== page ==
"Definitely, Columbine was the impetus for the [state] law, and hopefully we can prevent future acts of violence," explained Marilyn Saltzman, manger of communications for Jefferson County Public Schools, the district that includes Columbine High School. "We think it is important to share information for student safety."

Privacy constraints prevented Columbine High School teachers and Jefferson County criminal justice officials from sharing information about Dylan Klebold and Eric Harris, the two students who killed 13 people, injured several others, and then killed themselves in April 1999.

"We can't say at this point that the tragedy could have been prevented [by the new law]," Saltzman told Education World. "We'll never know that. According to FBI profiles, [Klebold and Harris] were very adept at hiding what they did."



"Legislation enacted in the aftermath of the Columbine tragedy ushers in a new era of potential cooperation between law enforcement and schools," said Attorney General Ken Salazar at an August 3 press conference.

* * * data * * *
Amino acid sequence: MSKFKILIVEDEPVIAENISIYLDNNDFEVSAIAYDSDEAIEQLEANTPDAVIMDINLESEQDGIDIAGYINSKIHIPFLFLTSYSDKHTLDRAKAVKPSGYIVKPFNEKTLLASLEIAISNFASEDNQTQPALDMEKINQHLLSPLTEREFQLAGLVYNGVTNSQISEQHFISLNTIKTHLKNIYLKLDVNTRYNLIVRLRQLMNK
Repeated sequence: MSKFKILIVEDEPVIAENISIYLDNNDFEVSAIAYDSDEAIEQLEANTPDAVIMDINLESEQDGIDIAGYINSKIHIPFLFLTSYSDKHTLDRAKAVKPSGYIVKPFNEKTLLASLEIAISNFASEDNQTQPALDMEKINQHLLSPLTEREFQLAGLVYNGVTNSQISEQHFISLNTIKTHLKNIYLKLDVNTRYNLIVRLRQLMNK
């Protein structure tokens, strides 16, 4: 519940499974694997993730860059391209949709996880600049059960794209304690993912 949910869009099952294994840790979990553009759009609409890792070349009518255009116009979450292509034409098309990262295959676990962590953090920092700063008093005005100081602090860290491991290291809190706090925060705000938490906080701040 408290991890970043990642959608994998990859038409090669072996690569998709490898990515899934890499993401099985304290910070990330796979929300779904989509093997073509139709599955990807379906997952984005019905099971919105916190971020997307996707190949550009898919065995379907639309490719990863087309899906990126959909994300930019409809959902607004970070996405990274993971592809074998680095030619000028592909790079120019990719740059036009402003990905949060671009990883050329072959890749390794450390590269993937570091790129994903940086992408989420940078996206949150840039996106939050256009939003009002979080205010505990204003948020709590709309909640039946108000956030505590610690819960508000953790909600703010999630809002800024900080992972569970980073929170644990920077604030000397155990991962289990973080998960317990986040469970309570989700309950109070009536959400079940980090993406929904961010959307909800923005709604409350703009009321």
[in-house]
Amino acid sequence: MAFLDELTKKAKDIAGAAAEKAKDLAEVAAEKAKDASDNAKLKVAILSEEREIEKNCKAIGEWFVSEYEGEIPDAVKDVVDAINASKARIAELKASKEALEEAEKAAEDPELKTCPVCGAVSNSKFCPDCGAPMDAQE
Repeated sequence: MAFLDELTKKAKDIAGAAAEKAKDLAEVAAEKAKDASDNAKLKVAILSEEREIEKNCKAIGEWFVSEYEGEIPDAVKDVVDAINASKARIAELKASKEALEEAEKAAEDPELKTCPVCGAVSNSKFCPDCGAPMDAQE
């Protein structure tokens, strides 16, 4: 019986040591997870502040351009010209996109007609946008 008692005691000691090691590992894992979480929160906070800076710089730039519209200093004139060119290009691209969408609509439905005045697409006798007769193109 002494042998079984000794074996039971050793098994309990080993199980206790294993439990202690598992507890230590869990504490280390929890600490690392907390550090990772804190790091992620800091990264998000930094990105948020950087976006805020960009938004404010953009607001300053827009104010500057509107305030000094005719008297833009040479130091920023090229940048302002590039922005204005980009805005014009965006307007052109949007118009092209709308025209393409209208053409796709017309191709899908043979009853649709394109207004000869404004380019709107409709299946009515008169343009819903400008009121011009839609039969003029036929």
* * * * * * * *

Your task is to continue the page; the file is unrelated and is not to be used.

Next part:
"Law enforcement officials are required to report to schools when students are charged with certain criminal activities, and schools have the responsibility to report specific potential criminal conduct to law enforcement authorities," Salazar said.

At this time, 12 lawsuits have been filed in county and federal courts regarding the Columbine High School massacre. Three have been filed against the Jefferson County Public Schools, according to Rick Kaufman, executive director of communications for Jefferson County. An additional nine cases have been filed against Jefferson County, most directed to the sheriff's department.

Diane Weaver Dunne
Education World®
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Updated 12/16/2012